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Books Book Reviews

OpenGL SuperBible 5th ed. 98

asgard4 writes "OpenGL SuperBible in its fifth edition is almost a complete rewrite. The authors threw out the discussion of old-style, fixed-function programming and replaced it with an introduction to OpenGL that is exclusively focused on using shaders from the very beginning. All the things that got deprecated with the advent of OpenGL 3 got removed, making it a more relevant and up-to-date book than the previous editions. The OpenGL SuperBible still strives to be the 'world's best introduction to OpenGL' according to the authors. Let's see if it can keep that promise." Read on for the rest of Martin's review.
OpenGL SuperBible (Fifth Edition)
author Richard S. Wright, Jr., Nicholas Haemel, Graham Sellers, Benjamin Lipchak
pages 969
publisher Addison-Wesley Publishing http://www.awl.com
rating 9/10
reviewer Martin Ecker
ISBN 0-32-171261-7
summary : Quite possibly the best introduction to OpenGL 3.3 programming that focuses exclusively on graphics programming using shaders
With the removal of the fixed-function pipeline, the OpenGL SuperBible is no longer quite the heavy-weight it used to be. It shrunk from more than 1200 to about 970 pages, which is not necessarily a bad thing. The book starts out with a basic introduction to 3D graphics, coordinate systems, and some basic math concepts, followed by short rundown of the history of OpenGL and a first little example program that renders a triangle. The authors even provide instructions on how to setup the C/C++ projects to build the example on Windows and MacOS. The writing is to the point but still verbose enough to easily follow the text. The authors analyze the example program in detail making it easy for a beginner to follow and understand the code. Overall, I really like the writing style and the flow of the book.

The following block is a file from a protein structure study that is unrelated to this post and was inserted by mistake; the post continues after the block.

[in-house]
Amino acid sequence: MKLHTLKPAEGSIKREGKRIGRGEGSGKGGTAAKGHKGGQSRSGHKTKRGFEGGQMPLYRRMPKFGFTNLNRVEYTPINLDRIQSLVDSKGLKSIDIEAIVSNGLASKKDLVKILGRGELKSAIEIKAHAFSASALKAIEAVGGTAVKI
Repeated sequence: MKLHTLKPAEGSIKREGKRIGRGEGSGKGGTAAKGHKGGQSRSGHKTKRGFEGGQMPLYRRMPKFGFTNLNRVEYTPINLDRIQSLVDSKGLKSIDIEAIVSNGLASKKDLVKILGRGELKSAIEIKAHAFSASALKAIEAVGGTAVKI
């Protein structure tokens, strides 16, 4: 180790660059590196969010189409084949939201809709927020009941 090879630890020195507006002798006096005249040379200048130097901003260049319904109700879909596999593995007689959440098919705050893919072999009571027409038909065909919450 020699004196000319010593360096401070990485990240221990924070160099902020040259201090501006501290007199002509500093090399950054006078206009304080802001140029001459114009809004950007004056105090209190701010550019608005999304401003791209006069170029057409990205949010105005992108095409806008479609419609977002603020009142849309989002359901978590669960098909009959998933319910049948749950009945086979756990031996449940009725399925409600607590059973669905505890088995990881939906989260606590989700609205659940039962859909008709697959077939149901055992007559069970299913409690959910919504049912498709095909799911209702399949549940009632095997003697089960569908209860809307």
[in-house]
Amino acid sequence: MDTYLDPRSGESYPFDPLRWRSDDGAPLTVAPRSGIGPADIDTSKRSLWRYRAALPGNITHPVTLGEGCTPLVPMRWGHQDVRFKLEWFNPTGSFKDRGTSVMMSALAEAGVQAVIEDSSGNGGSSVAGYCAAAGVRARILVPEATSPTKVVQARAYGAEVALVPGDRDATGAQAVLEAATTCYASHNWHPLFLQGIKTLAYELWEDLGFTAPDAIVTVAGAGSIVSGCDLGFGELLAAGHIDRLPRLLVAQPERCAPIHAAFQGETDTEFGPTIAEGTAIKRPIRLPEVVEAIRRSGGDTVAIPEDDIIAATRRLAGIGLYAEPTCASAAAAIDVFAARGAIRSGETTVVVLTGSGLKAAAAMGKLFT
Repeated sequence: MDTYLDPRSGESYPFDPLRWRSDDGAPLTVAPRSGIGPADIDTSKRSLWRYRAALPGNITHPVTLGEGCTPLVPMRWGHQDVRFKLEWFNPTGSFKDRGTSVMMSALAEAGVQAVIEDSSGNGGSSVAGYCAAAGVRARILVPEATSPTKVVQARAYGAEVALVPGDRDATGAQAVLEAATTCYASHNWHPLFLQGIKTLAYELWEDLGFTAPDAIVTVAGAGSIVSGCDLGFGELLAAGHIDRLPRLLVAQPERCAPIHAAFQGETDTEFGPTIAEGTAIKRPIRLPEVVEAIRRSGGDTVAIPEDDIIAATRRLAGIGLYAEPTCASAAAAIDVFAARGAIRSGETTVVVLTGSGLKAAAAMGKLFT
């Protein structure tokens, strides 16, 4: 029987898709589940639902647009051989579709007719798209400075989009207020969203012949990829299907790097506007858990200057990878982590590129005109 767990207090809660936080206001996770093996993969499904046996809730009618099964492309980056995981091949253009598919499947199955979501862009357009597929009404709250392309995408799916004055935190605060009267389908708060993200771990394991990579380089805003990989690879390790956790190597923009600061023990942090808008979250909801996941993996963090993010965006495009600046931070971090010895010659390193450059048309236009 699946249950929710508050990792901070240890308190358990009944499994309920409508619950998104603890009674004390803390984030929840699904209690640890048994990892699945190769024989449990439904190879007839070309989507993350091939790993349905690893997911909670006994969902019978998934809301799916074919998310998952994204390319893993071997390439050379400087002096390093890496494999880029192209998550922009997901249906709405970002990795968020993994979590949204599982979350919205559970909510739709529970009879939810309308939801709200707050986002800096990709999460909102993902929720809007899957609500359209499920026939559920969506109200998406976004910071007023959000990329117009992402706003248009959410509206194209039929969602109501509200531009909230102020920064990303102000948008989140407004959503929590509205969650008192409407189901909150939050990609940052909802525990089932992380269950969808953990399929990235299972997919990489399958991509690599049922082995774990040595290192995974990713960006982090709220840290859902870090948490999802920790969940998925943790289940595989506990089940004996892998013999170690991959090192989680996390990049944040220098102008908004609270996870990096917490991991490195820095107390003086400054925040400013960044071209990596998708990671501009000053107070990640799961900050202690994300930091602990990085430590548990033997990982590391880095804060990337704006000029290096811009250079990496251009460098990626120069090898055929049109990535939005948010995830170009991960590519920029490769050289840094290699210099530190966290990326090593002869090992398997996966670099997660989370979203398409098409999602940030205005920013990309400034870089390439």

The next few chapters gradually introduce more and more OpenGL API functionality intermixed with new 3D graphics concepts, such as rendering points, lines, and polygons in various ways, alpha blending, how to use geometric transformations and projections, and how to move objects and the camera. Eventually, basic texture mapping is introduced with most of the basic things you need to know about the topic. In particular, specifying textures coordinates, sampling textures in the fragment shader, the various filtering modes (even anisotropic filtering), and texture compression are discussed. In a later chapter the authors do another deep dive into the topic of textures, in particular rectangle textures, cube maps, multitexturing, point sprites, and using texture arrays